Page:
Marcus Browning
Sydney, NSW

Public health
undermined by vested interests

Multinational companies are often promoted (by themselves) as good corporate citizens who are part of the general community. They do it through sponsoring various events, generally making sure that everybody knows through display of either their logos or/and merchandise about their presence.

Of more concern, however is what is happening behind the scenes. It is well known that such companies as Monsanto, for instance had been paying for articles (seemingly written by “independent" scientists) about the greater value of genetically modified food as compared to non-genetically modified food. Pharmaceutical companies are notorious for their infiltration of influential bodies which decide on medicines and their cost to the public.

Somehow or other all these companies are very keen to get into the public purse.

Now we learn that food industry’s giants Kellogg and Nestlé are sponsors of the Dieticians Association of Australia! We’ve been hearing for years that junk food creates huge problems for children and adults alike.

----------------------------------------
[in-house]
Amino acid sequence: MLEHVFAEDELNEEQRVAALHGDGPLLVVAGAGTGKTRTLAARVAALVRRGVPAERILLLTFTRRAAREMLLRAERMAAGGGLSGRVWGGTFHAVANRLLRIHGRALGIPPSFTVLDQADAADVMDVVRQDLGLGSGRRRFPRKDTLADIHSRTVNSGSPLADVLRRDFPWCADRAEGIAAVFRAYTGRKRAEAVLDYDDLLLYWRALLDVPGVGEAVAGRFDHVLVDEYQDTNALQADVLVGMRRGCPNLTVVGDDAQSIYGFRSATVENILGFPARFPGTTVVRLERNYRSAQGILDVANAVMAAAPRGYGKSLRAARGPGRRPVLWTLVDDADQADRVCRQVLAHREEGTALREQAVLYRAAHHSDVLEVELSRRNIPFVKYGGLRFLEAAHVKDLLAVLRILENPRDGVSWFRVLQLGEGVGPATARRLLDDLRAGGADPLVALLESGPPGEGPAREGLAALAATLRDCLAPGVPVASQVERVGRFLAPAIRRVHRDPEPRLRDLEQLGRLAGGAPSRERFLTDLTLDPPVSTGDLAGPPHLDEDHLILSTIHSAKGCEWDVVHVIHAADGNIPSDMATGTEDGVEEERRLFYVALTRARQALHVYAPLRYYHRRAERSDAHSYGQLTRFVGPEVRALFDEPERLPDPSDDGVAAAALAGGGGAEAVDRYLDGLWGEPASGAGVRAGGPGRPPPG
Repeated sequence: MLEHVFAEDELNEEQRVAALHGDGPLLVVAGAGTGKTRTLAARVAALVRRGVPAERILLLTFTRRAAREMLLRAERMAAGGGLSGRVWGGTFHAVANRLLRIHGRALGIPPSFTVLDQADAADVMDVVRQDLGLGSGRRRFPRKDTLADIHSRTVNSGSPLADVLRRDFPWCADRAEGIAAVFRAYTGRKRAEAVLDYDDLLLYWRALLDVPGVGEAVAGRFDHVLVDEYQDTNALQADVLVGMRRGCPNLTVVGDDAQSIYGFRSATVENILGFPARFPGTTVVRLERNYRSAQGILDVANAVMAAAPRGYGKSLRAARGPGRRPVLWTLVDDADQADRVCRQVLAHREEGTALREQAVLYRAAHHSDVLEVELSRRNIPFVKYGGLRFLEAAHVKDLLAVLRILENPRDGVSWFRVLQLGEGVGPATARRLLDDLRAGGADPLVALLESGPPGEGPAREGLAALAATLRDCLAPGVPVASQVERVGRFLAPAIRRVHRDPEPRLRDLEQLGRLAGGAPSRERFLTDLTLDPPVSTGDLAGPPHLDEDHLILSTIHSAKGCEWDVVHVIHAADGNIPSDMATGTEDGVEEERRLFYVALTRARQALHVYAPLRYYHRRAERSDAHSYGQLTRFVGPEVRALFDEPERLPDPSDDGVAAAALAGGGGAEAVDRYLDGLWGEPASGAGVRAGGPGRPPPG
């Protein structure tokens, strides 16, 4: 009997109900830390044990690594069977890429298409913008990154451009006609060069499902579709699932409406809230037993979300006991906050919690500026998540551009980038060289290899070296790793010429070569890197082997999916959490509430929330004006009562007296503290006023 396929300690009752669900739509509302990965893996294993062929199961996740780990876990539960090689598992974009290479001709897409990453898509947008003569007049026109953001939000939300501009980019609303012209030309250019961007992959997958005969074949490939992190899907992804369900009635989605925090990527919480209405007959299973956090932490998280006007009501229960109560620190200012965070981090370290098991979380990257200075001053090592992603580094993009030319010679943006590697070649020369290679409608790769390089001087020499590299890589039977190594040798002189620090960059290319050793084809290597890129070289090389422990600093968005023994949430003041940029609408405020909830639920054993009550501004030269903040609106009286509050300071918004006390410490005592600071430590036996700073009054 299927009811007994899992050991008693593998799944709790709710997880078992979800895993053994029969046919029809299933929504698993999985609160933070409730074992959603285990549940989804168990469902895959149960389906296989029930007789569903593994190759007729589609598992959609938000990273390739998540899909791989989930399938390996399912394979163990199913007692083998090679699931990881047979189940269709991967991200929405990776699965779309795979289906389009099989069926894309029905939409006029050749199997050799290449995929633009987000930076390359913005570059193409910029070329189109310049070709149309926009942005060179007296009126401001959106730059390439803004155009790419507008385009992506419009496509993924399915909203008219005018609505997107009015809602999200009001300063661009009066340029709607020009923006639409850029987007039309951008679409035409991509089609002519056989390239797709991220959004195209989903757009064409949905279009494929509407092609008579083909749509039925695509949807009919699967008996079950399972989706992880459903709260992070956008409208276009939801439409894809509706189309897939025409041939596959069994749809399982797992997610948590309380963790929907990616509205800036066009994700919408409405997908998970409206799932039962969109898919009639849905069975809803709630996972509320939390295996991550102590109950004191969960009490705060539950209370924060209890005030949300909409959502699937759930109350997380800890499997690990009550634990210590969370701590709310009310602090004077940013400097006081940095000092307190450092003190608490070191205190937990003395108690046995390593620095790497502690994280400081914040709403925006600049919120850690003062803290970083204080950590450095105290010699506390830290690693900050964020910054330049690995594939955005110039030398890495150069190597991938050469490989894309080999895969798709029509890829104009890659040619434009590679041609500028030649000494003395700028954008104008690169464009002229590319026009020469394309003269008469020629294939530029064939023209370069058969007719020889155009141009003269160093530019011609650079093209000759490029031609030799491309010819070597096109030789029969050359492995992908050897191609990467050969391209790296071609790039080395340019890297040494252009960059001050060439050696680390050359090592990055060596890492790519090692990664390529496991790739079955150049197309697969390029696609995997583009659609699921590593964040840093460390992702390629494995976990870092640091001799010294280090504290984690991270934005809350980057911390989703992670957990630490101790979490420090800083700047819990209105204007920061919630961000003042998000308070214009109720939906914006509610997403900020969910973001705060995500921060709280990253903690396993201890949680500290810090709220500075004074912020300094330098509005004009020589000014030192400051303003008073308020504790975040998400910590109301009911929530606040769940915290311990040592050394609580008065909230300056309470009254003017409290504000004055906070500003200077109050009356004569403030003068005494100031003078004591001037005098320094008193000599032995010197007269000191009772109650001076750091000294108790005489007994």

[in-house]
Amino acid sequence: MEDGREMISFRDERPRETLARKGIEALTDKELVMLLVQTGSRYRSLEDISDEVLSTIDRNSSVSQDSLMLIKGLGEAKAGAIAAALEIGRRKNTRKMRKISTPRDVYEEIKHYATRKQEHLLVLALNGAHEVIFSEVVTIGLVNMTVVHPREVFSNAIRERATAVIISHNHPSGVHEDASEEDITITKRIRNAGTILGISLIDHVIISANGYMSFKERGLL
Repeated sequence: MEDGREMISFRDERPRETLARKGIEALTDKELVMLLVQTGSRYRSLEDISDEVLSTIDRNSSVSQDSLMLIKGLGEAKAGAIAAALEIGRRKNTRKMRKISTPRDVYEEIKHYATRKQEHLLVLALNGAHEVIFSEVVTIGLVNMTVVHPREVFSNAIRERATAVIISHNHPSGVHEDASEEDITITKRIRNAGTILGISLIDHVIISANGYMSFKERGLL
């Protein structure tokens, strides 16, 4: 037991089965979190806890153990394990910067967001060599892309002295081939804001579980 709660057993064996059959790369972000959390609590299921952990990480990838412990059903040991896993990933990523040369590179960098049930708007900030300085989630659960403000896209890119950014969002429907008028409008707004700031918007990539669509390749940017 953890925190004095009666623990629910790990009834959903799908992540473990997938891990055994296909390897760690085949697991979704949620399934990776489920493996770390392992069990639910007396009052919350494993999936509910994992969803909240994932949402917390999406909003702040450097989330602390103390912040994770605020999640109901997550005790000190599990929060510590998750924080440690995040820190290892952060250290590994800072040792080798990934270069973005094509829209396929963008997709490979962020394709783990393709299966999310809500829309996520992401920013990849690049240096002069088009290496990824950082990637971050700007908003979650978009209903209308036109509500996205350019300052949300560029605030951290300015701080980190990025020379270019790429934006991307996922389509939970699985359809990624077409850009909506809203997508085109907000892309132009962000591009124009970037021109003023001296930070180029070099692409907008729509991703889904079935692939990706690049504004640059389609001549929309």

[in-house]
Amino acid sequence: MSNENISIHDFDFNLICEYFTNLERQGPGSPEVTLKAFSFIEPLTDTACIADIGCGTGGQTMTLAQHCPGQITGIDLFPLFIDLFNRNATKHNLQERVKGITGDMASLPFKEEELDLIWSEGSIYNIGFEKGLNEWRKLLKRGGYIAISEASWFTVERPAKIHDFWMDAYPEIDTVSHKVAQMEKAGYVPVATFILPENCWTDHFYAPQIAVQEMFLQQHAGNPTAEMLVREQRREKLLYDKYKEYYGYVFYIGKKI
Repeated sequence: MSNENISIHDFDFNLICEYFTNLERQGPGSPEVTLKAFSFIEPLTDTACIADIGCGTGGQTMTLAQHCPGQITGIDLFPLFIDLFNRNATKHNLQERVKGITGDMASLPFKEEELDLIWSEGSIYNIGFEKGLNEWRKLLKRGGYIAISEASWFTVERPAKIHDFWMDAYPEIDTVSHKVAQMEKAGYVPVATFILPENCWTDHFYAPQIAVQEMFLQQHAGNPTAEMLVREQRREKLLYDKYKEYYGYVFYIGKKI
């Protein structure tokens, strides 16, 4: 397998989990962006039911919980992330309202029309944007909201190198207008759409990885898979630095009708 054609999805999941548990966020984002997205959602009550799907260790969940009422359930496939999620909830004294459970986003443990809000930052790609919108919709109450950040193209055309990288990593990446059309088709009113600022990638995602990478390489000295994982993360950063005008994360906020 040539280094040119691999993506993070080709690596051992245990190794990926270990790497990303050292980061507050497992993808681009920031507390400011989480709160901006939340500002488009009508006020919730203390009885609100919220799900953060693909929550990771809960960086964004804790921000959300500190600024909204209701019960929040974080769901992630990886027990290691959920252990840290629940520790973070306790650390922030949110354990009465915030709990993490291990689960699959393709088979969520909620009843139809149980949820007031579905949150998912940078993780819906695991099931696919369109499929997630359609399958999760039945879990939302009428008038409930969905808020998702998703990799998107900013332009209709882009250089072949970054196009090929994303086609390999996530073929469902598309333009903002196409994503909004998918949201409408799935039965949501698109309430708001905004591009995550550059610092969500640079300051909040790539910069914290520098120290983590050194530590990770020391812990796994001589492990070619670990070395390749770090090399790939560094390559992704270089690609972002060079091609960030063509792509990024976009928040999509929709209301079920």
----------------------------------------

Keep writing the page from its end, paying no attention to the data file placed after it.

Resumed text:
Many public health campaigns and promotion of healthy eating habits fail because of advertising. I am yet to watch a children’s program without some junk being pushed.

It is only natural that that we, as consumers trust public health officials whose job it is to inform the public about nutrition. If an organisation is sponsored by food industry’s big boys, one has to question the opinion of the organisation itself.

No wonder some members of the Dieticians’ organisation have already resigned. One can understand and appreciate their position. On the other hand, the position of the government which is supposed to be looking after public health and public interests is questionable, to say the least. Why should a public health organisation be dependent on sponsorships in the first place?

What a shame!

S A Cummins
Bondi, NSW